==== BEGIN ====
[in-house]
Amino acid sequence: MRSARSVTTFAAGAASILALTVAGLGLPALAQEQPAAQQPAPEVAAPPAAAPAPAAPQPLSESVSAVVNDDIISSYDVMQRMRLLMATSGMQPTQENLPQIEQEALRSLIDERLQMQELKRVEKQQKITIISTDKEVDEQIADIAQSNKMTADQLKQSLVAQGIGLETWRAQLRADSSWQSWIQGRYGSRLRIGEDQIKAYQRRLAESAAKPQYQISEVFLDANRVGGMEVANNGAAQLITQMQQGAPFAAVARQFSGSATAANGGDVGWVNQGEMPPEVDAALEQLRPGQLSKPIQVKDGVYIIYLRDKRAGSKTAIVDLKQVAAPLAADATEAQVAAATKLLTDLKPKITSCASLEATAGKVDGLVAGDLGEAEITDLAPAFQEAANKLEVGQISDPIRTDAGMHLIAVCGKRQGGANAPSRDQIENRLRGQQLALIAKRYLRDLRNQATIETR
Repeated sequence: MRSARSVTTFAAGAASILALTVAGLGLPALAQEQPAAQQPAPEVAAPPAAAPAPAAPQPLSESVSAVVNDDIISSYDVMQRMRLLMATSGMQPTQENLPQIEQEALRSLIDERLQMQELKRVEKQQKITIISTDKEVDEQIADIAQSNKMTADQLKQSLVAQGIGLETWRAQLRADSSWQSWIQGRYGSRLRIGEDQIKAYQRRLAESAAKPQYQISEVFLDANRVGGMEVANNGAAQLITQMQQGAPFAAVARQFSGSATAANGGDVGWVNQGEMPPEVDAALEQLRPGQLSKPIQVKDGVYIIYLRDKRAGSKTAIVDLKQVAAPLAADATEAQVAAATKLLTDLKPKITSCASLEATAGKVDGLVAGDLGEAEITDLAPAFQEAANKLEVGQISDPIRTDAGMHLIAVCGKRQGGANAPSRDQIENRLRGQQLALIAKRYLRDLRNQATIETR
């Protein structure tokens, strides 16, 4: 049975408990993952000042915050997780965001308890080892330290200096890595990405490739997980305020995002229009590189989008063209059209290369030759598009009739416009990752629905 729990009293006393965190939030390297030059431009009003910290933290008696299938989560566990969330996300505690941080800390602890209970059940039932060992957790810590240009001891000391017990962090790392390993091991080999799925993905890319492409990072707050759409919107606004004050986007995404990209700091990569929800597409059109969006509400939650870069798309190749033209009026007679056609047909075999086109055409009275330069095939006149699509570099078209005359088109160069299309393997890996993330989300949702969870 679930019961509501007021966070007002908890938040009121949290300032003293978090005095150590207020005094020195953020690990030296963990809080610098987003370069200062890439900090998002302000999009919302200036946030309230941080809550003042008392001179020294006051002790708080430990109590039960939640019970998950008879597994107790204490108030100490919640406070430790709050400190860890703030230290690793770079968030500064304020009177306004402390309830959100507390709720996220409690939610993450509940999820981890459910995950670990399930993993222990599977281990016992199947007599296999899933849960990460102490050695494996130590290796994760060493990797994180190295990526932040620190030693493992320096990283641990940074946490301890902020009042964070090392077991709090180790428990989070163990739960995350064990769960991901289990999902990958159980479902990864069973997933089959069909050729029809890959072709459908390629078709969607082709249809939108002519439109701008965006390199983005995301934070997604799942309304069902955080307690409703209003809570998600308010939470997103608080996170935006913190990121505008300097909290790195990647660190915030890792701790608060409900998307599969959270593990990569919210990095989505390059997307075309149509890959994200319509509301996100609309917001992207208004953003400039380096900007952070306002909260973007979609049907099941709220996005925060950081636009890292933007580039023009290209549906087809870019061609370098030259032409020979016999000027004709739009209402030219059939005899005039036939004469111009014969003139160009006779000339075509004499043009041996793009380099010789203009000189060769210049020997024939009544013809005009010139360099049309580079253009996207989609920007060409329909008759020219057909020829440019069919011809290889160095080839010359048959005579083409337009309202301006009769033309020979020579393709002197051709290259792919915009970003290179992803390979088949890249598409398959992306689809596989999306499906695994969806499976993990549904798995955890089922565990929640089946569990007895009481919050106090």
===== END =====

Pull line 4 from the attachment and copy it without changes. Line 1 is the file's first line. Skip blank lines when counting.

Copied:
């Protein structure tokens, strides 16, 4: 049975408990993952000042915050997780965001308890080892330290200096890595990405490739997980305020995002229009590189989008063209059209290369030759598009009739416009990752629905 729990009293006393965190939030390297030059431009009003910290933290008696299938989560566990969330996300505690941080800390602890209970059940039932060992957790810590240009001891000391017990962090790392390993091991080999799925993905890319492409990072707050759409919107606004004050986007995404990209700091990569929800597409059109969006509400939650870069798309190749033209009026007679056609047909075999086109055409009275330069095939006149699509570099078209005359088109160069299309393997890996993330989300949702969870 679930019961509501007021966070007002908890938040009121949290300032003293978090005095150590207020005094020195953020690990030296963990809080610098987003370069200062890439900090998002302000999009919302200036946030309230941080809550003042008392001179020294006051002790708080430990109590039960939640019970998950008879597994107790204490108030100490919640406070430790709050400190860890703030230290690793770079968030500064304020009177306004402390309830959100507390709720996220409690939610993450509940999820981890459910995950670990399930993993222990599977281990016992199947007599296999899933849960990460102490050695494996130590290796994760060493990797994180190295990526932040620190030693493992320096990283641990940074946490301890902020009042964070090392077991709090180790428990989070163990739960995350064990769960991901289990999902990958159980479902990864069973997933089959069909050729029809890959072709459908390629078709969607082709249809939108002519439109701008965006390199983005995301934070997604799942309304069902955080307690409703209003809570998600308010939470997103608080996170935006913190990121505008300097909290790195990647660190915030890792701790608060409900998307599969959270593990990569919210990095989505390059997307075309149509890959994200319509509301996100609309917001992207208004953003400039380096900007952070306002909260973007979609049907099941709220996005925060950081636009890292933007580039023009290209549906087809870019061609370098030259032409020979016999000027004709739009209402030219059939005899005039036939004469111009014969003139160009006779000339075509004499043009041996793009380099010789203009000189060769210049020997024939009544013809005009010139360099049309580079253009996207989609920007060409329909008759020219057909020829440019069919011809290889160095080839010359048959005579083409337009309202301006009769033309020979020579393709002197051709290259792919915009970003290179992803390979088949890249598409398959992306689809596989999306499906695994969806499976993990549904798995955890089922565990929640089946569990007895009481919050106090």